11:34 GMT25 February 2021
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    Two groups of Central American migrants marched to the US Consulate in Tijuana on Tuesday demanding that they be processed through the asylum system more quickly and that the US must either grant entry or pay $50,000 to each of them in reparations.

    The groups arrived separately at the consulate, both unaware of the other’s demands, the San Diego Union-Tribune reported. The first group, consisting of 100 migrants, demanded either payment of $50,000 per person or granting entry into the US. The organizer, Alfonso Guerrero Ulloa of Honduras, said they chose that amount of compensation as a group.

    “It may seem like a lot of money to you. But it is a small sum compared to everything the United States has stolen from Honduras,” he claimed.

    The group’s letter gave the US Consulate 72 hours to respond but added that they have not yet decided what they will do if their demands were not met.

    READ MORE: Hundreds of People From Migrant Caravan Breach US-Mexican Border — Reports

    The second letter came from another group of migrants, demanding that the US speed up the asylum process, requesting that up to 300 asylum seekers be admitted at the San Ysidro Port of Entry each day instead of the 40 to 100 which officials are currently admitting.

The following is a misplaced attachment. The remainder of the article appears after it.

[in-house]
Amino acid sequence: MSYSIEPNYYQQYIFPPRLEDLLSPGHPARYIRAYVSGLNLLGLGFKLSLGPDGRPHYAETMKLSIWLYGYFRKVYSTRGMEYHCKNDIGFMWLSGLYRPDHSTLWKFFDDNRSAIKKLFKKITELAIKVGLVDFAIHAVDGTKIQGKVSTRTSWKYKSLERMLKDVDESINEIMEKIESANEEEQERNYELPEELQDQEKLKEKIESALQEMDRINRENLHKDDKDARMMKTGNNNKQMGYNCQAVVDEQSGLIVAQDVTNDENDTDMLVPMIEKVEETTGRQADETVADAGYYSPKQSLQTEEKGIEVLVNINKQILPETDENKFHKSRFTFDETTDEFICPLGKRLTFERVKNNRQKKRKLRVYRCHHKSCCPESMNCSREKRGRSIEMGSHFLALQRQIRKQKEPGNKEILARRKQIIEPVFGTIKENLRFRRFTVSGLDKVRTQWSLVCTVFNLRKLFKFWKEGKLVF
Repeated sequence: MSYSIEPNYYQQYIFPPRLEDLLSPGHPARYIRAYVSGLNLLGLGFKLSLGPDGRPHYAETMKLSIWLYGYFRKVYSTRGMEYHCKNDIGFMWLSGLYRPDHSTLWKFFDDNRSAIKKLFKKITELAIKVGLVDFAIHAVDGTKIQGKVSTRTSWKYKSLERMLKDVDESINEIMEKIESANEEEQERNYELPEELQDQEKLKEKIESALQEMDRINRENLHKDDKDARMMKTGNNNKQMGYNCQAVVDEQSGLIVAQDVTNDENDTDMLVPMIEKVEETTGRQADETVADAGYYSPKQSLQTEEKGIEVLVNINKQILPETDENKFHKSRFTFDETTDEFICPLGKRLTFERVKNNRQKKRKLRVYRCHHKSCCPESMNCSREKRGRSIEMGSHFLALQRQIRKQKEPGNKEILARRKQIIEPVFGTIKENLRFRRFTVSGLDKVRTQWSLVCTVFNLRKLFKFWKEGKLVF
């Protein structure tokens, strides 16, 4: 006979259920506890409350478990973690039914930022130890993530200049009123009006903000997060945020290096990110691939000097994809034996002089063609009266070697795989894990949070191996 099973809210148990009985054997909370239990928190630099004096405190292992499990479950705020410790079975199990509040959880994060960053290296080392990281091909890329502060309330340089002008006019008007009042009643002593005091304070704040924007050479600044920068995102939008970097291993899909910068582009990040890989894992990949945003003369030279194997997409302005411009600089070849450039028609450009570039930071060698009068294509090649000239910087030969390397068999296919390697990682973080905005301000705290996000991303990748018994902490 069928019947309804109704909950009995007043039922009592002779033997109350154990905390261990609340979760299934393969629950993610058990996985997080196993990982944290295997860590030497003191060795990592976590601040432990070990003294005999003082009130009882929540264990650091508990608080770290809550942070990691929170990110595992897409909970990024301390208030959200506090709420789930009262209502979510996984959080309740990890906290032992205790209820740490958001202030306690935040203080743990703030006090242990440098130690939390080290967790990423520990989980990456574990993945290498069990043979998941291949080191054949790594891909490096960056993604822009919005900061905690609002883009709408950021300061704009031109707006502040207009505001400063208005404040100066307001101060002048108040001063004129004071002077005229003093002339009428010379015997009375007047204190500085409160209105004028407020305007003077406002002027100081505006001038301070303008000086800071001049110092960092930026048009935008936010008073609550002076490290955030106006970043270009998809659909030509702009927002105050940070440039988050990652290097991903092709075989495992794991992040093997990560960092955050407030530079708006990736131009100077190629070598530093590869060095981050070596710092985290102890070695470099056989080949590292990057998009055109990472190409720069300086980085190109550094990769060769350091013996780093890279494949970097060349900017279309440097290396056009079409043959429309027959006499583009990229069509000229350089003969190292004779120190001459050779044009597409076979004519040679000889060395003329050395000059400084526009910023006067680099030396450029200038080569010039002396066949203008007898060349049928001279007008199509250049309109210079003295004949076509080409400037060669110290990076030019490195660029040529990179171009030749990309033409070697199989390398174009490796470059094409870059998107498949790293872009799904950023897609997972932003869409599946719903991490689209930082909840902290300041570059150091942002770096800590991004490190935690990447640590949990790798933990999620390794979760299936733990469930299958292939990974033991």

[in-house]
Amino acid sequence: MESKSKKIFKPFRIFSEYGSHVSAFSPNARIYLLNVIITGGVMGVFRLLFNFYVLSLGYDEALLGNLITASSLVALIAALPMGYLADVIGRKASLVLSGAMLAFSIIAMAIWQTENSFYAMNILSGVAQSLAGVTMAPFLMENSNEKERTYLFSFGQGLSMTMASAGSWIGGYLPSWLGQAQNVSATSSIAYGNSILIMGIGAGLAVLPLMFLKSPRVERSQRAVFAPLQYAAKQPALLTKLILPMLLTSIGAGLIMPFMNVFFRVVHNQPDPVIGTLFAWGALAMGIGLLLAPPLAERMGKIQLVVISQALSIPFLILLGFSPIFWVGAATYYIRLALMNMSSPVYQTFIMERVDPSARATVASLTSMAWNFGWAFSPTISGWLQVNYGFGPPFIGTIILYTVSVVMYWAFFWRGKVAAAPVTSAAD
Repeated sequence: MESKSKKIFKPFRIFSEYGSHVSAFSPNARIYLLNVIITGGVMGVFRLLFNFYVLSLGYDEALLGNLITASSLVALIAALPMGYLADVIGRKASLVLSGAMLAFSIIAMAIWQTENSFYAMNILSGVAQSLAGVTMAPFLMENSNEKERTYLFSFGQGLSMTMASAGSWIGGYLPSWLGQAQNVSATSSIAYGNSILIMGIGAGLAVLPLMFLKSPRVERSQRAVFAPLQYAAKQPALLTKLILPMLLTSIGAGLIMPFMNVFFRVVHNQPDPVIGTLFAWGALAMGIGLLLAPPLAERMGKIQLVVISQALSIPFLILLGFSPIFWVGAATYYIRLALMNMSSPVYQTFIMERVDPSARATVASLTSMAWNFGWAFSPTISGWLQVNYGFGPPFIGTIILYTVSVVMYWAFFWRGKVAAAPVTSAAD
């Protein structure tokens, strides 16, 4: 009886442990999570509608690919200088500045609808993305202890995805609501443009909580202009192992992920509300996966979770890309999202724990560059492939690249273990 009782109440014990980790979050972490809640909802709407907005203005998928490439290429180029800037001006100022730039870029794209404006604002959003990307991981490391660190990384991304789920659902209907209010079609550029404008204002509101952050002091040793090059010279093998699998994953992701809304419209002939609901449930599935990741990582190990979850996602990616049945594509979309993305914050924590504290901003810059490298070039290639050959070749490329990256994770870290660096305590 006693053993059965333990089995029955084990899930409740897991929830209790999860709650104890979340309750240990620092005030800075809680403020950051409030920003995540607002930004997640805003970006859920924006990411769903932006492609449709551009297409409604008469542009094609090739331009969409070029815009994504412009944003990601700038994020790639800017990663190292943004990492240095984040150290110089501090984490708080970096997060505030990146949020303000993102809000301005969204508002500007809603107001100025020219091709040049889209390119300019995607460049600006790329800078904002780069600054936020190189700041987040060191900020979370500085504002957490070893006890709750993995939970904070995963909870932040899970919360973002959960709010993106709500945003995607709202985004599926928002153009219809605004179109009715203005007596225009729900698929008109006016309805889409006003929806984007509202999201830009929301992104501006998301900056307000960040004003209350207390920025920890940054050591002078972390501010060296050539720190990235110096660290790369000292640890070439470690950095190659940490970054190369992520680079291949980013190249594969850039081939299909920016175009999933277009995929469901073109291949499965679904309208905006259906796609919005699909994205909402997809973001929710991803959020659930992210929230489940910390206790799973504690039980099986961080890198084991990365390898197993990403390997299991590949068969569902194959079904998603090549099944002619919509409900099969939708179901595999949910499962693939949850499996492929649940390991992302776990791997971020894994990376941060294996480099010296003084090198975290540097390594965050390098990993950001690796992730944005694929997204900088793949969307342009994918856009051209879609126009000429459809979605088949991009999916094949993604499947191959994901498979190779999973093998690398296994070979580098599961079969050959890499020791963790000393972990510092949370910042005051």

This second group claims that the slow pace violates American and international laws that call for an immediate processing of asylum seekers, and places vulnerable migrants at risk while blaming the US for “a refugee crisis caused in great part by decades of US intervention in Central America.” Some members of this second group of 50 migrants had participated earlier in a hunger strike that also demanded an acceleration of the US asylum process. The letter didn’t give any specific timeline for the US to respond.

    The second group also met with Mexican immigration officials asking them to stop working with the municipal police in deporting caravan members.

    The caravan of 6,000 migrants started arriving in Tijuana almost a month ago, demanding to cross the US border while fleeing their Central American home countries. Approximately 700 have voluntarily returned to their country of origin, 300 have been deported, and 2,500 have applied for humanitarian visas in Mexico, according to Xochtil Castillo, a caravan member who met with Mexican officials Tuesday.

    President Trump has repeatedly stated that the caravan is an “invasion” into the US and has been vehemently lobbying for a wall along the southern border, threatening to shut down the government if the funding for such a wall cannot be secured.


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